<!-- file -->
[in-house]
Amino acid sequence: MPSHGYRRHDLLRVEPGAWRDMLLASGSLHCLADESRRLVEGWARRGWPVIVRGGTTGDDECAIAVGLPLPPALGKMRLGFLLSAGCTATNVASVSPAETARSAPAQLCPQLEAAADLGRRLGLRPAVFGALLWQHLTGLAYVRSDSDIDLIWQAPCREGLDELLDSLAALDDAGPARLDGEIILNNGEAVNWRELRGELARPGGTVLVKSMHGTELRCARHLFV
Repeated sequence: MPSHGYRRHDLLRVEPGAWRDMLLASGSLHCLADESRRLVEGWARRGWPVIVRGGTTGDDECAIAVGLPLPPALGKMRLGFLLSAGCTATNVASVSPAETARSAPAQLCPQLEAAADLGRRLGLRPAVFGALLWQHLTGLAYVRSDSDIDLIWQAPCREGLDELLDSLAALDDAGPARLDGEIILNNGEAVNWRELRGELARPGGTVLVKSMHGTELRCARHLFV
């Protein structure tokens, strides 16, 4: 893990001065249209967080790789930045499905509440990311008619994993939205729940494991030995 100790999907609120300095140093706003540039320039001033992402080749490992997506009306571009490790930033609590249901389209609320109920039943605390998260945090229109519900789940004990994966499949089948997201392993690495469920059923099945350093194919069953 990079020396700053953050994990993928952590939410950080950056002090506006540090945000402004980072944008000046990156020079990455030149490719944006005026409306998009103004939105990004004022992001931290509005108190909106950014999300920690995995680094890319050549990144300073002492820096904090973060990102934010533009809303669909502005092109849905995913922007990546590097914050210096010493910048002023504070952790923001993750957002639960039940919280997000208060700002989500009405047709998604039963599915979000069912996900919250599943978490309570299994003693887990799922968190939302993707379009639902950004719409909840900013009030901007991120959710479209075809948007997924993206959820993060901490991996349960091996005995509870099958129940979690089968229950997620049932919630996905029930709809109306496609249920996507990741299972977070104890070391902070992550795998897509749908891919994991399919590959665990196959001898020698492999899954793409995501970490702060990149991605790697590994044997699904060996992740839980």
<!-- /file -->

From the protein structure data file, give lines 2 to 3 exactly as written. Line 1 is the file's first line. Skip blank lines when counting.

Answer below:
Amino acid sequence: MPSHGYRRHDLLRVEPGAWRDMLLASGSLHCLADESRRLVEGWARRGWPVIVRGGTTGDDECAIAVGLPLPPALGKMRLGFLLSAGCTATNVASVSPAETARSAPAQLCPQLEAAADLGRRLGLRPAVFGALLWQHLTGLAYVRSDSDIDLIWQAPCREGLDELLDSLAALDDAGPARLDGEIILNNGEAVNWRELRGELARPGGTVLVKSMHGTELRCARHLFV
Repeated sequence: MPSHGYRRHDLLRVEPGAWRDMLLASGSLHCLADESRRLVEGWARRGWPVIVRGGTTGDDECAIAVGLPLPPALGKMRLGFLLSAGCTATNVASVSPAETARSAPAQLCPQLEAAADLGRRLGLRPAVFGALLWQHLTGLAYVRSDSDIDLIWQAPCREGLDELLDSLAALDDAGPARLDGEIILNNGEAVNWRELRGELARPGGTVLVKSMHGTELRCARHLFV